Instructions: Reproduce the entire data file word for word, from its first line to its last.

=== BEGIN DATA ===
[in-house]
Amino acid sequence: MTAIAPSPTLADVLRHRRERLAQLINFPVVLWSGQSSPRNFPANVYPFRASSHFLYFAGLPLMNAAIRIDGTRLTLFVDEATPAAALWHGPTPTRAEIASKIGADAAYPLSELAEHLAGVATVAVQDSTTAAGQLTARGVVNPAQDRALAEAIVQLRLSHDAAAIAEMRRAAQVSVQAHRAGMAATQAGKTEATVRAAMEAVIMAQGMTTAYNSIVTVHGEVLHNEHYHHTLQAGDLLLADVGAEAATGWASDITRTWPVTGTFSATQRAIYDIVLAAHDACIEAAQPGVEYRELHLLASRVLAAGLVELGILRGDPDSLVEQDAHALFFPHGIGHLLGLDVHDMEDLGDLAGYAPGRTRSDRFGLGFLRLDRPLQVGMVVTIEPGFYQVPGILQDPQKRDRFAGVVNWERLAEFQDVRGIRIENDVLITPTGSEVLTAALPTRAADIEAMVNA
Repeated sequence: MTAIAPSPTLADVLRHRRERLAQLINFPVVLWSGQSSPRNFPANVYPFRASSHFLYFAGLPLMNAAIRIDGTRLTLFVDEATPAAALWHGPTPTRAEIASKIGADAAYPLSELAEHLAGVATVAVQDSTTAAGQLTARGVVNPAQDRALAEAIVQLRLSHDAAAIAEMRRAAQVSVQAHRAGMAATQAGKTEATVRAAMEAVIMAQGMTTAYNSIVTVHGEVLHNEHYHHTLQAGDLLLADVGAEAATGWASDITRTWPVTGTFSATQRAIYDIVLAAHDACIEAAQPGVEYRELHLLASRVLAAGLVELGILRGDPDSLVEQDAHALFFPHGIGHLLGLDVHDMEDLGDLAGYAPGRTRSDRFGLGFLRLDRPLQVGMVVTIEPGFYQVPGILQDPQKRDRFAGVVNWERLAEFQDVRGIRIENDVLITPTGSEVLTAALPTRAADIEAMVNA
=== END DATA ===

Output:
[in-house]
Amino acid sequence: MTAIAPSPTLADVLRHRRERLAQLINFPVVLWSGQSSPRNFPANVYPFRASSHFLYFAGLPLMNAAIRIDGTRLTLFVDEATPAAALWHGPTPTRAEIASKIGADAAYPLSELAEHLAGVATVAVQDSTTAAGQLTARGVVNPAQDRALAEAIVQLRLSHDAAAIAEMRRAAQVSVQAHRAGMAATQAGKTEATVRAAMEAVIMAQGMTTAYNSIVTVHGEVLHNEHYHHTLQAGDLLLADVGAEAATGWASDITRTWPVTGTFSATQRAIYDIVLAAHDACIEAAQPGVEYRELHLLASRVLAAGLVELGILRGDPDSLVEQDAHALFFPHGIGHLLGLDVHDMEDLGDLAGYAPGRTRSDRFGLGFLRLDRPLQVGMVVTIEPGFYQVPGILQDPQKRDRFAGVVNWERLAEFQDVRGIRIENDVLITPTGSEVLTAALPTRAADIEAMVNA
Repeated sequence: MTAIAPSPTLADVLRHRRERLAQLINFPVVLWSGQSSPRNFPANVYPFRASSHFLYFAGLPLMNAAIRIDGTRLTLFVDEATPAAALWHGPTPTRAEIASKIGADAAYPLSELAEHLAGVATVAVQDSTTAAGQLTARGVVNPAQDRALAEAIVQLRLSHDAAAIAEMRRAAQVSVQAHRAGMAATQAGKTEATVRAAMEAVIMAQGMTTAYNSIVTVHGEVLHNEHYHHTLQAGDLLLADVGAEAATGWASDITRTWPVTGTFSATQRAIYDIVLAAHDACIEAAQPGVEYRELHLLASRVLAAGLVELGILRGDPDSLVEQDAHALFFPHGIGHLLGLDVHDMEDLGDLAGYAPGRTRSDRFGLGFLRLDRPLQVGMVVTIEPGFYQVPGILQDPQKRDRFAGVVNWERLAEFQDVRGIRIENDVLITPTGSEVLTAALPTRAADIEAMVNA